dynamically generated XML Schema?! Re: R: Numberof a
Chizzolini Stefano wrote: > > >Which raises an interesting question: Should there be a non-XML >syntax > >for XSDs like there is for RELAX NG? It's always been an article of > > >faith for me that schemas should be written in XML, if for no other > > >reason than not having to write another parser. But one does have >to > >wonder... > >I think there are some valid reasons for writing schemas in XML: >seamlessness, elegance and power. Adopting a "self-describing" language >syntax avoids the users from learning a new one and allows to leverage many >existing applications derived from the original spec (in this case, XML >spec); I mean, for example, the chance to dynamically generate brand new >schemas through XSL transformations. > > > One can of course endlessly discuss about syntax, but I have never understood the obsessiveness of marking up descriptions of XML data in XML. Who needs to dynamically generate schemas? The whole point of schemas is to be a widespread, well understood description of instances. If you generate a shining brandnew schema dynamically using X, you end up with a description that did not exist before. Ergo, the risk is that you do not have conforming documents. Now one can dwell in discussion of hypothetical families of schemas, but for all my experience tells me about modelling, if you manage to understand what the common things are that make a bunch of schemas a family, then you can anticipate the extensibility you need, which removes completely the need for dynamic generation. What is a use case for dynamically generated schemas? Why does one need to use XSL for it ? Why couldn't one use non-XML syntax for it? regards, Burak Emir http://lamp.epfl.ch/~buraq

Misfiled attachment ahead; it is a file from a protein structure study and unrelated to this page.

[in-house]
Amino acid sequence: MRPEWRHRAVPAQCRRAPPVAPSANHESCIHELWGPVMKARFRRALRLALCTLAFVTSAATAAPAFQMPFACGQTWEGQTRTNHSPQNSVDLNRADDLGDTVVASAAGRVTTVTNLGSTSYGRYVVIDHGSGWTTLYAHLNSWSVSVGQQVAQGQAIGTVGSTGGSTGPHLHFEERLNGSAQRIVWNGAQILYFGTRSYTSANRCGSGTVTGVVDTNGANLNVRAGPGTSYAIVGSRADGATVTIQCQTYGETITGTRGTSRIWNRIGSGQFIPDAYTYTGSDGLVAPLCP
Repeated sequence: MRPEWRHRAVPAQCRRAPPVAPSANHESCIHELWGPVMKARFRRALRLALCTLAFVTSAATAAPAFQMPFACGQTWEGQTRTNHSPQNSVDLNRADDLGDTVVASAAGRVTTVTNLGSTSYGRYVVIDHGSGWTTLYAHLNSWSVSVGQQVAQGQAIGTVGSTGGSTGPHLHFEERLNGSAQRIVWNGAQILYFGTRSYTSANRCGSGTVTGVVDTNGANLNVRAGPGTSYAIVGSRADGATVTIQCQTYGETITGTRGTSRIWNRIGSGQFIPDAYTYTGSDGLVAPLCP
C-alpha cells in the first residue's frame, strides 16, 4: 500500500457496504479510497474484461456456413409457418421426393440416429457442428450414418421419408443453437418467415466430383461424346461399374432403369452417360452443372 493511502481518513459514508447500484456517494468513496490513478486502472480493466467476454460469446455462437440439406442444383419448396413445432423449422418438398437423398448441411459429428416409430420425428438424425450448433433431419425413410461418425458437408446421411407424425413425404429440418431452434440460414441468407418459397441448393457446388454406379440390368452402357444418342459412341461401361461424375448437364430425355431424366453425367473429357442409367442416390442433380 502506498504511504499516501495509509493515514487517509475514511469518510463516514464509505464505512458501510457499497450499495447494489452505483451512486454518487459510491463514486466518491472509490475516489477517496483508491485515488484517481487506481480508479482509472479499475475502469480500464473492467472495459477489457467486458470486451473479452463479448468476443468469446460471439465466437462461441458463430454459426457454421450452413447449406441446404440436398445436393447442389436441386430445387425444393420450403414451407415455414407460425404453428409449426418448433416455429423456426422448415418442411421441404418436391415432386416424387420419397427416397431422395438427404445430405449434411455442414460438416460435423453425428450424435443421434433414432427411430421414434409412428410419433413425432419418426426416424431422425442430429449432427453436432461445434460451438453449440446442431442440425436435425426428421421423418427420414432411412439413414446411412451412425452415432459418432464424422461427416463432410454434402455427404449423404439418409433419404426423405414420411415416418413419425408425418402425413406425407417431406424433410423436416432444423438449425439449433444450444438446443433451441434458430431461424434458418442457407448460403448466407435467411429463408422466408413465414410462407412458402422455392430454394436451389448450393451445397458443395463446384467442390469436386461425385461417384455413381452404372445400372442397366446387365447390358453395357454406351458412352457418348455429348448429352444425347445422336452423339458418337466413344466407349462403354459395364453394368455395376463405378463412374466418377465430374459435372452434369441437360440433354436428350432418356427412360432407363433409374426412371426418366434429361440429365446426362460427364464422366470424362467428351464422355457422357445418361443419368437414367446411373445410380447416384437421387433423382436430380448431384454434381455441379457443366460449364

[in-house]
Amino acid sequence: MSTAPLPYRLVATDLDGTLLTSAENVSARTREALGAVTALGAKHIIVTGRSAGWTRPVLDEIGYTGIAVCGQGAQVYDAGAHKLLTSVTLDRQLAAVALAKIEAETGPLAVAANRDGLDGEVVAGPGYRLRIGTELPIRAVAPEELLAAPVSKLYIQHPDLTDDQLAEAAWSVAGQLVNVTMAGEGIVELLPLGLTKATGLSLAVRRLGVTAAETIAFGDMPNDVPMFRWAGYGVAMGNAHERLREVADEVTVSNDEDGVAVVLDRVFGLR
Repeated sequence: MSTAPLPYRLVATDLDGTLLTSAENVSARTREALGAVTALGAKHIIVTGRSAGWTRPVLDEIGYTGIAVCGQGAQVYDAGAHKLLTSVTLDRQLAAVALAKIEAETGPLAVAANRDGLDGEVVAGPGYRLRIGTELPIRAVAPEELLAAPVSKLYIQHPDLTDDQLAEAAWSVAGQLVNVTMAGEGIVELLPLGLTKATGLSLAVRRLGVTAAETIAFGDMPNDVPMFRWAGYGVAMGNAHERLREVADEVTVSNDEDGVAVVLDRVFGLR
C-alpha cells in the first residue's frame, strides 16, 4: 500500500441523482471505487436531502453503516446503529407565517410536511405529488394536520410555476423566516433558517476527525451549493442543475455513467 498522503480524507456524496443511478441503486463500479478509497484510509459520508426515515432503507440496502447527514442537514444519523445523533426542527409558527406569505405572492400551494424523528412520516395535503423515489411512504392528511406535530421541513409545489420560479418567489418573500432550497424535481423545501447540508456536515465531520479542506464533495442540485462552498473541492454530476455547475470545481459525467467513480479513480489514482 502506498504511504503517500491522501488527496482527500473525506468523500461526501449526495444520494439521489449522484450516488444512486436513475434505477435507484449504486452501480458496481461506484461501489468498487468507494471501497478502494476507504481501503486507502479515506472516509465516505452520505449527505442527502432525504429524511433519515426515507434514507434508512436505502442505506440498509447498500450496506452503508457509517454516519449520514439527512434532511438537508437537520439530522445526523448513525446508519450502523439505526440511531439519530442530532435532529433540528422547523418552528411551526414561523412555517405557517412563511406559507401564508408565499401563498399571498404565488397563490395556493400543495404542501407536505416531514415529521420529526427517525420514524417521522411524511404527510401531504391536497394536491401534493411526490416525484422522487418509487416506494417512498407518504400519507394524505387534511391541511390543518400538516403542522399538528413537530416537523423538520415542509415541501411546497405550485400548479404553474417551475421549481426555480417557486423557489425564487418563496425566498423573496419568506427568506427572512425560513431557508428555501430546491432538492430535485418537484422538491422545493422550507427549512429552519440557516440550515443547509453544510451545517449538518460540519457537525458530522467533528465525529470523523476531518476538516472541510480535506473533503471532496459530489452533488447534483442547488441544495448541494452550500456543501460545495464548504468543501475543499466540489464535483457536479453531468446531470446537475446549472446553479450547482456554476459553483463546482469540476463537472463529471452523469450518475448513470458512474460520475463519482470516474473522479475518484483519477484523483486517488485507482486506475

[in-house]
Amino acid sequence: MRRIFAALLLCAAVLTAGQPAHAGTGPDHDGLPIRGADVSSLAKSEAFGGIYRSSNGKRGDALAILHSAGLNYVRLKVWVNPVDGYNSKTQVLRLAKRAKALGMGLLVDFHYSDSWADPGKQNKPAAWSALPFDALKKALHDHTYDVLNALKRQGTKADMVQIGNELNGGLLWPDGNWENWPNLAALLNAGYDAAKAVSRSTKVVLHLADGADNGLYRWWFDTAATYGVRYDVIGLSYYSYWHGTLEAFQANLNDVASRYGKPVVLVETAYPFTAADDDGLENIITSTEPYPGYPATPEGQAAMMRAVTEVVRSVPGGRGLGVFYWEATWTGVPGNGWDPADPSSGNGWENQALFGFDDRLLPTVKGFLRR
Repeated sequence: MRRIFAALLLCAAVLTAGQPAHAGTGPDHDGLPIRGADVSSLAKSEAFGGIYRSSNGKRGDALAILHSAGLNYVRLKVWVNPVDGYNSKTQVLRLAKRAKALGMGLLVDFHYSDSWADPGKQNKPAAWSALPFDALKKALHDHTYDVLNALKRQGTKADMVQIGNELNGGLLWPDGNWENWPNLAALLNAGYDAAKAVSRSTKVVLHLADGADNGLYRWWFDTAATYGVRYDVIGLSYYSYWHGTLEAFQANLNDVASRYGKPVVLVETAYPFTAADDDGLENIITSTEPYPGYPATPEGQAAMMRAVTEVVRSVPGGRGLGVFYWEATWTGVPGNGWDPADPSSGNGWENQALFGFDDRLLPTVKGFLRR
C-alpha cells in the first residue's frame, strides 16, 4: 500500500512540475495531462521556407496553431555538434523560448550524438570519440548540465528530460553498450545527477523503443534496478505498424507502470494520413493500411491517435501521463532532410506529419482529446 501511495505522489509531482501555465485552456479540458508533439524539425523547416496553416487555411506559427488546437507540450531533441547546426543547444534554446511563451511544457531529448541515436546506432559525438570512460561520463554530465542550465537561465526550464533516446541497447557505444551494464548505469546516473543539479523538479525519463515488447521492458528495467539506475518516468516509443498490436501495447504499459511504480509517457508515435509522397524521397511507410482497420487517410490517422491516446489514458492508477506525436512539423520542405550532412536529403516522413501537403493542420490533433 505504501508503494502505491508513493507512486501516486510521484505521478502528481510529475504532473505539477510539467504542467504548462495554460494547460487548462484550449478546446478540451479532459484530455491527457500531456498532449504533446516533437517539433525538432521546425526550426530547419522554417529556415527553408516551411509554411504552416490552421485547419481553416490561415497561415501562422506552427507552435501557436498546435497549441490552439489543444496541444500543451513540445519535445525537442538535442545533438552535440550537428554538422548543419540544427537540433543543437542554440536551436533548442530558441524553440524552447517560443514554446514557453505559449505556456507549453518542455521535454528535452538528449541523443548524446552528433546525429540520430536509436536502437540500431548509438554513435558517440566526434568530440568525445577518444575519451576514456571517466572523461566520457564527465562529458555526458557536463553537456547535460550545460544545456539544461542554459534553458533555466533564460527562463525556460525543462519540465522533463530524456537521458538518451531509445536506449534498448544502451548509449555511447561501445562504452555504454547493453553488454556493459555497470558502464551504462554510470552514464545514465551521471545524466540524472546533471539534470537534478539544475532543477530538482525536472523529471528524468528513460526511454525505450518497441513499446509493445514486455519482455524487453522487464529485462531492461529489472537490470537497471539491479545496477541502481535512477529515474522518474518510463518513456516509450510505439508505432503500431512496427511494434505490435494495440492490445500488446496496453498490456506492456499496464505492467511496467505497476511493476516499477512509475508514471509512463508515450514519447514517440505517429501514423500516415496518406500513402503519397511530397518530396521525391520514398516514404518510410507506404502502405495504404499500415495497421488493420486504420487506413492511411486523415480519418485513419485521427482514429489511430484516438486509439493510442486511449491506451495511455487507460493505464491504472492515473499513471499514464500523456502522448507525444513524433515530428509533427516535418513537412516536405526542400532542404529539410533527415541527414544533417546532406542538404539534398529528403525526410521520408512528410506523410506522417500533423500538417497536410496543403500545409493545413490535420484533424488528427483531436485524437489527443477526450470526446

PURCHASE STYLUS STUDIO ONLINE TODAY!
Purchasing Stylus Studio from our online shop is Easy, Secure and Value Priced!
Download The World's Best XML IDE!
Accelerate XML development with our award-winning XML IDE - Download a free trial today!
Subscribe in XML format